Printer/Publisher

Date of Execution

Dimensions (cm)

Media (ink, graphite, etc)

Design

Support/Substrate

Formation (smooth or rough)

Colour

Thickness

Surface (matte or glossy)

Watermarks/Stamps

Labels/Inscriptions

 

Condition

Warping

Handling Dents/Creases

Tears

Cuts

Abrasions

Losses

Holes

Fingerprints

Overall Staining

Local Staining

Adhesive

Fading

 

It is also recommended to take photographs of the items at the time that they are assessed, as additional proof of their condition. Photographs should be taken with a DSLR camera and under good lighting. Use a colour target placed next to the item to provide a colour reference that ensures the colouration and brightness of the photograph is acceptable. This colour target can be used to colour correct the digital file using a Photoshop program if needed.

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What’s In the Mud?

During the June 2013 flooding of the High River region, the Museum of the Highwood’s archival collection was immersed in water for eleven days. After eleven days the archival collection was salvaged and moved into freezers for two years, prior to undergoing conservation treatment through the Flood Advisory Programme. The items underwent conservation treatment, which was performed by Emily Turgeon-Brunet, Lisa Isley, and Jayme Vallieres. The archival collection had been covered in frost, mud, and mould and required cleaning, stabilization, and rehousing.

Since the entire region of High River had been underwater, it left a lot of questions about what exactly the conservators had been cleaning off of the archival collection. What was in the mud?

A sample of High River mud that was removed from the flood damaged collection material was sent to Emeritus Professor of Chemistry, Dr. Herbert Gus Shurvell, at Queen’s University Department of Art Conservation to undergo FTIR and XRF testing.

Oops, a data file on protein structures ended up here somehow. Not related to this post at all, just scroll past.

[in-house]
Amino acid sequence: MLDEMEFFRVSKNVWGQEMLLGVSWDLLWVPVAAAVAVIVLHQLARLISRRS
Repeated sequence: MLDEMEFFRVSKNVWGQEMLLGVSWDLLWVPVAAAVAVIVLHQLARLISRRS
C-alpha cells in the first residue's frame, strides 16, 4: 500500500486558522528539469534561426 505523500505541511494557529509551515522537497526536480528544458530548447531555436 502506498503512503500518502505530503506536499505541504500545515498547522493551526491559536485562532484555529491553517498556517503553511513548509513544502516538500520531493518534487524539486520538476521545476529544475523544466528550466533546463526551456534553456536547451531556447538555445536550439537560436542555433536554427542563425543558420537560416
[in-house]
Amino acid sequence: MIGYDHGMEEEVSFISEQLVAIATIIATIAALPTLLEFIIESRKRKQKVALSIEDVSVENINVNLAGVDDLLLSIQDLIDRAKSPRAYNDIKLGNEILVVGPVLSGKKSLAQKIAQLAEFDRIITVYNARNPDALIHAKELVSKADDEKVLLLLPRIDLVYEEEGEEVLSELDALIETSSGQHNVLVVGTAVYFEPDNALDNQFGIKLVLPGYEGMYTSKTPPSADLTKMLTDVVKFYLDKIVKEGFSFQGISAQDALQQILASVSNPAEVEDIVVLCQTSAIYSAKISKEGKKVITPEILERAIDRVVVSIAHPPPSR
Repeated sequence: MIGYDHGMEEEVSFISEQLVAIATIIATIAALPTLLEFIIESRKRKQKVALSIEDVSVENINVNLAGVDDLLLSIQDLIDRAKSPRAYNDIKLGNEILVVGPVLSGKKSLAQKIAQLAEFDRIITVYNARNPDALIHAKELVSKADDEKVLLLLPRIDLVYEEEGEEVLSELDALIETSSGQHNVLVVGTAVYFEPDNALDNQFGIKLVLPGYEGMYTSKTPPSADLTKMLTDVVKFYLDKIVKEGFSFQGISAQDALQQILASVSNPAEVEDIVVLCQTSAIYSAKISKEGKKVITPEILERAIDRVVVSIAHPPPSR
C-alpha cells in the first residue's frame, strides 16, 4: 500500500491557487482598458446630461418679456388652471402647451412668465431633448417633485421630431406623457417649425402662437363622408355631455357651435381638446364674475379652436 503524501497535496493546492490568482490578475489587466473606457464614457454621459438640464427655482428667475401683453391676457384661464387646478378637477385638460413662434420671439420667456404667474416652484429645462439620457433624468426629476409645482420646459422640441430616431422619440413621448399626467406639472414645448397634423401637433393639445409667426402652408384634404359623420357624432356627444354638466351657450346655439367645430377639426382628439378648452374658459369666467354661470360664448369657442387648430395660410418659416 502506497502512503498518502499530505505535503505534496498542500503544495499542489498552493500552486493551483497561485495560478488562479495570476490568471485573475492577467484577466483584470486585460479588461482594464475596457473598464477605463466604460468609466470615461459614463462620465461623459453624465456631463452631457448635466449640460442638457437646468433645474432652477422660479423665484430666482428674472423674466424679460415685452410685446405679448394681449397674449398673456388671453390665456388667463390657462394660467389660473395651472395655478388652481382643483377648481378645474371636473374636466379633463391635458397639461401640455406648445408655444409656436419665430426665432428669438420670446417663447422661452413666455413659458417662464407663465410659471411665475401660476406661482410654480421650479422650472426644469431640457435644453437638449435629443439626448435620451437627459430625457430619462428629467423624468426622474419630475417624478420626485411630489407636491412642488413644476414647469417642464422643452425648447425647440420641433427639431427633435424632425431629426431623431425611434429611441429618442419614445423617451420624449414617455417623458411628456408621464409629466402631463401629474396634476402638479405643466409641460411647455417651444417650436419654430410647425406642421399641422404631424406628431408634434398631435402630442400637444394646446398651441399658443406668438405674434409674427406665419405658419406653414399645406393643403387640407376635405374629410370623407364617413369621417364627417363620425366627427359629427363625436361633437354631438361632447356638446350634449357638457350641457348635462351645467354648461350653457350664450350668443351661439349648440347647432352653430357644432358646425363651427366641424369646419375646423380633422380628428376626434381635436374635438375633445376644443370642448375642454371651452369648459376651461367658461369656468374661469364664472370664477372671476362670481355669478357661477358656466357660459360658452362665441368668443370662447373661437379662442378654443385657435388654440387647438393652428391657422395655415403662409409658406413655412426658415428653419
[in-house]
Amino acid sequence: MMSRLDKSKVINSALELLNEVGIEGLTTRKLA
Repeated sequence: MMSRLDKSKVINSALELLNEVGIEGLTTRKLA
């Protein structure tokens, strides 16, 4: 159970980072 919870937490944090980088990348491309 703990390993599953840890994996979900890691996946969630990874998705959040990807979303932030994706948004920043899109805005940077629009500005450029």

FTIR:

Fourier Transform Infrared Spectroscopy is most commonly used to collect information on surface properties and functional groups present in organic and polymeric substances. Dr. Shurvell provided a spectrum that compares the mud sample and the references natural sienna and terra cotta.

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FTIR Spectra, Credit: Dr. Herbert Shurvell

XRF:

X-Ray Fluorescence Analysis is used to collect information on the elemental composition, and provide the relative concentration of elements in comparison to one another.

Results:

The FTIR spectra showed peaks typical for the presence of silica-alumina clays. The XRF results showed the strong presence of iron and calcium, with addition to silicon, potassium, titanium, manganese, zinc, rubidium, strontium, and zirconium. Some of these are toxic when encountered at high concentrations, though they are all found naturally in rocks and soil. Radioactive isotopes of some these elements are found naturally in nature, while others are the byproducts of industrial processes.

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Reflectance Transformation Imaging

Conservators, archaeologists, and conservation scientists use many pieces of equipment and methods of investigation to perform analysis of records, artifacts, and historical buildings. Analysis is performed to research materials, collect historical information, and determine how they can be preserved.